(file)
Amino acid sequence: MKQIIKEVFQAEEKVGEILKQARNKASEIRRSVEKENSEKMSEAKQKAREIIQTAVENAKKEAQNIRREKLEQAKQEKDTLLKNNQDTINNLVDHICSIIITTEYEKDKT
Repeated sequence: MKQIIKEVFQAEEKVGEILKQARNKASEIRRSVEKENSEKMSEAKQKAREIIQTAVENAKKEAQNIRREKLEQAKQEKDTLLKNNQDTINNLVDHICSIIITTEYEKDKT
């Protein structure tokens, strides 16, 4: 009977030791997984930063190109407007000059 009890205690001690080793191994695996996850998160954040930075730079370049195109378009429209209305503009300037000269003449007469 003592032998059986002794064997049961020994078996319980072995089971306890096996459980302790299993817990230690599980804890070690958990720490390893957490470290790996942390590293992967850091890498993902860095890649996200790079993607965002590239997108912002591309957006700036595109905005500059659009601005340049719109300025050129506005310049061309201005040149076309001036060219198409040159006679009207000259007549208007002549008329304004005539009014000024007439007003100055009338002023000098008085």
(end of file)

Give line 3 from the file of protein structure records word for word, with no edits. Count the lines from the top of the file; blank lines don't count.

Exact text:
């Protein structure tokens, strides 16, 4: 009977030791997984930063190109407007000059 009890205690001690080793191994695996996850998160954040930075730079370049195109378009429209209305503009300037000269003449007469 003592032998059986002794064997049961020994078996319980072995089971306890096996459980302790299993817990230690599980804890070690958990720490390893957490470290790996942390590293992967850091890498993902860095890649996200790079993607965002590239997108912002591309957006700036595109905005500059659009601005340049719109300025050129506005310049061309201005040149076309001036060219198409040159006679009207000259007549208007002549008329304004005539009014000024007439007003100055009338002023000098008085």